Over the course of three years, the group amassed over thirty participants, who collaboratively organized 10 issues and four supplements of an eponymous magazine and mounted multiple exhibitions throughout Europe. Through these engagements, the artists demonstrated their belief in the importance of experimentation, community, and creative freedom.

The language of CoBrA lead to the creation of improvisatory paintings, poems, prose, sculptures, films, prints and drawings. Visually, the work combines abstraction and figuration, with faces, animals and words emerging from spontaneous mark making.

While the group disbanded in 1951 primarily due to the hospitalization of artists Asger Jorn and Christian Dotremont from tuberculosis the spirit of CoBrA continued to define the creative approaches of many of its participants. The majority remained in contact throughout their lives and continued to collaborate. Many also reunited through their participation in pivotal avant-garde movements that followed CoBrA, such as the Situationist International, Gruppe Spur, Arte Nucleare and the Imaginist Bauhaus, all of which shared ideals of a free society which celebrated unbridled creativity.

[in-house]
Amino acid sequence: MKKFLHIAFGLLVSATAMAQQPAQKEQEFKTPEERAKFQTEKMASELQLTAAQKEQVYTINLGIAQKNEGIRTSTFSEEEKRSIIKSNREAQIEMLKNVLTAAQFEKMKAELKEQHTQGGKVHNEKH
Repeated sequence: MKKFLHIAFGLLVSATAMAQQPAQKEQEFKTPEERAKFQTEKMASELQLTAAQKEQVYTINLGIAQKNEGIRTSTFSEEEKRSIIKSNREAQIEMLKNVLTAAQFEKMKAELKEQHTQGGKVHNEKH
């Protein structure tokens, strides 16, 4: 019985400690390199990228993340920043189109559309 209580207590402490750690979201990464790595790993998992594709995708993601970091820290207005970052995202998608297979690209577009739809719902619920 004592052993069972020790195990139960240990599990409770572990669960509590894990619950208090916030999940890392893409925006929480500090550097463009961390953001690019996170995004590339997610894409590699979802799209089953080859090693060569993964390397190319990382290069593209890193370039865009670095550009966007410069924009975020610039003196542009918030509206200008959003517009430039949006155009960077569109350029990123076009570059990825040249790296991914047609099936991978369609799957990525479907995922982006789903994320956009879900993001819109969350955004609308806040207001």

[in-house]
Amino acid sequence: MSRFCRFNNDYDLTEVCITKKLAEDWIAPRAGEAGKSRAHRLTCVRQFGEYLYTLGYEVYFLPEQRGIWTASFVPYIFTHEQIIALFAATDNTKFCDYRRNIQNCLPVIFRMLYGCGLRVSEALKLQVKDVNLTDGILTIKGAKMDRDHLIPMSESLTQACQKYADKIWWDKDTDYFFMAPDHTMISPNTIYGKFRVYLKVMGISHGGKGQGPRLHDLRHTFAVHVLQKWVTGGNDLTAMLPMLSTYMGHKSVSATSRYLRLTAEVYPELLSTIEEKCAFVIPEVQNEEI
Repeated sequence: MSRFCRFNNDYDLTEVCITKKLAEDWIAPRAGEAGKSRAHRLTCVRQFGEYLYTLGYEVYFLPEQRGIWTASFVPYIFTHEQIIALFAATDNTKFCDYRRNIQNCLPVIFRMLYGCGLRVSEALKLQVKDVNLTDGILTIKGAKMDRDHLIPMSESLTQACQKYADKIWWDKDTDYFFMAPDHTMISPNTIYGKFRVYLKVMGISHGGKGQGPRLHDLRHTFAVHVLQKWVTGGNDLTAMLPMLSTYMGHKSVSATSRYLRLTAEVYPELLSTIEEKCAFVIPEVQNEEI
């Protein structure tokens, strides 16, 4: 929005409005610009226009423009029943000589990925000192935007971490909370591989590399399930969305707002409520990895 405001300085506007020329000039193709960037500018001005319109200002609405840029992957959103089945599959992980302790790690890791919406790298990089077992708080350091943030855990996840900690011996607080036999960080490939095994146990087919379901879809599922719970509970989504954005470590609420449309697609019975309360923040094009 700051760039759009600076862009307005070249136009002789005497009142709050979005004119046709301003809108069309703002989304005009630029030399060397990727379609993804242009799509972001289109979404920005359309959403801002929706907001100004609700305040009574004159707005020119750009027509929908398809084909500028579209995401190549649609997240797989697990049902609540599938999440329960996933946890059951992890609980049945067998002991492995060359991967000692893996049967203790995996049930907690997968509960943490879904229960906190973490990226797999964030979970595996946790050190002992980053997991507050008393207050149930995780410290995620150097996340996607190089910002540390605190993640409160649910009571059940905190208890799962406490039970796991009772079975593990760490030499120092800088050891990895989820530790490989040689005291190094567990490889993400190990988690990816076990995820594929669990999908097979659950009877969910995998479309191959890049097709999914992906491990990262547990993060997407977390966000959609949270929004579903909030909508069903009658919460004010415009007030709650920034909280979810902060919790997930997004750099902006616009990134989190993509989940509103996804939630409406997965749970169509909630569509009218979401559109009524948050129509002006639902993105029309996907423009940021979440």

NSU Art Museum
One East Las Olas Boulevard, Fort Lauderdale, FL 33301 (Map)

Carola Bravo – Between Absence and Presence

Wednesday, Oct 4, 2023 various times - English

On Thursday, March 16, 2023, The Bass unveils Carola Bravo’s Between Absence and Presence, the third cycle winner of the museum’s New Monuments open artist call, a project supported by the John S. and James L. Knight Foundation through the museum’s Knight Art Commissions Program. Installed in Collins Park, Bravo’s temporary, site-specific monument will be on view through January 2024.